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OSU’s Recent Hot Streak is a Result of Brad Underwood’s Plan



Following his team’s loss in Stillwater on Saturday afternoon, Texas Tech head coach Chris Beard paid the Cowboys a compliment.

Beard said “they’re one of the top two teams in the Big 12.”

Was the first-year head coach simply being gracious in defeat? Or was this more than just a nice gesture to his counterpart and friend, Brad Underwood?

Since the beginning of this 11-game hot streak, which started against the Red Raiders in Lubbock on January 21, Oklahoma State has scored 81.9 points per game. Their season average of 84.5 leads the Big 12 and lands them in the top 10 nationally.

We know the team can score. They’ve been jockeying with UCLA all week for the No. 1 spot on KenPom’s list for adjusted offensive efficiency. And the Cowboys’ offense has done it facing much stiffer competition than UCLA.

It’s the most impressive part of OSU’s offensive production. OSU ranks No. 1 in opponent defense per KenPom — meaning Oklahoma State’s schedule so far includes the highest-rated teams in average adjusted defensive efficiency. UCLA’s rank in opponent defensive schedule strength? 97th.

So the Cowboys have lead the league in scoring and been one of the top two most-efficient offenses — in the nation (!) — while facing tougher defenses than anyone else.

One of the biggest contributors to Underwood’s offensive juggernaut — other than its actual contributors — has been their dominance on the offensive glass. OSU is 6th nationally in offensive rebounding percentage at 39.6 per KenPom — second only to Baylor in the Big 12.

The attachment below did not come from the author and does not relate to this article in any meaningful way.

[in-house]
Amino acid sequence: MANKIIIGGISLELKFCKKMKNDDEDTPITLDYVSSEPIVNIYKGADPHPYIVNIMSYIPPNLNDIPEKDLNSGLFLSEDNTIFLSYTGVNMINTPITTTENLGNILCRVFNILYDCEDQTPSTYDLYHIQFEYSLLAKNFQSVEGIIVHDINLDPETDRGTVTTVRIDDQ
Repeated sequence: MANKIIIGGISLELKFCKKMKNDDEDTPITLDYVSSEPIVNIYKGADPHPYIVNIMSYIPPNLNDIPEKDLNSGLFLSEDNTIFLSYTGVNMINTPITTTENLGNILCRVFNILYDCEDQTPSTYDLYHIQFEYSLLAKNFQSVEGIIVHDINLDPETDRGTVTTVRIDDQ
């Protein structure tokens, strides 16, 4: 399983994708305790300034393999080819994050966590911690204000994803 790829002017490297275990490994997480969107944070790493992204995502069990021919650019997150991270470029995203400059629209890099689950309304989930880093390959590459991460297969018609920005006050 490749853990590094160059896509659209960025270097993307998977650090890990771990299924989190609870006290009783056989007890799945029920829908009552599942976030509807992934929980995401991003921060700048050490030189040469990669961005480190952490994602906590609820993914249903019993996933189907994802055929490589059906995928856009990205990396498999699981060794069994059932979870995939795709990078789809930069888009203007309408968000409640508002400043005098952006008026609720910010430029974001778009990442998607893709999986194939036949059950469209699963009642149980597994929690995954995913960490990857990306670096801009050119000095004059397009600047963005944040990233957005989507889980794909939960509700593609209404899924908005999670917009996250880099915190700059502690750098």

Here’s another place where Mitchell Solomon has made himself irreplaceable. We already know about his effectiveness on the defensive end. But Solomon also leads the team with 2.8 offensive boards per game. In fact, KenPom currently has the Bixby product as the No. 2 player in the country in offensive rebounding percentage at 16.9 meaning he grabs one of every six missed OSU shots.

Offensive rebounds mean extended possessions, which lead to more shots. And when those aforementioned contributors include Jawun Evans, Phil Forte and Jeffrey Carroll, you want to get them more shots. It also doesn’t hurt that (as a team) the Cowboys rank 9th nationally in 3-point percentage and 6th in free throw percentage.

The Cowboys have also improved defensively during that stretch — which famously began with a philosophical change on that end.

In the last 11 games, teams are scoring an average of 71.5 points per game on Oklahoma State, which is down from their last-place Big 12 scoring defensive average of 76.9 points on the season.

That gives them a scoring margin of +10.4 over the last 11 games. If that was their number for the season I know it isn’t, it would rank them third in the league behind West Virginia’s ridiculous +18.1 and Kansas’ +11.0.

So, are the Cowboys one of the top two teams in the Big 12? I’m not sure. They have two final huge games this week to make their case.

What I do know? Underwood has a plan. Even if he has adjusted it along the way.

His staples, while forward-thinking, are simple. Pressure teams. Force turnovers. Get offensive rebounds. Move (with purpose) on offense. Basically, give your guys more shots than the other guys (which OSU has done in 22 of 29 games) and let your playmakers do the rest.

So far, the plan seems to be working. Let’s see how far it can take them.

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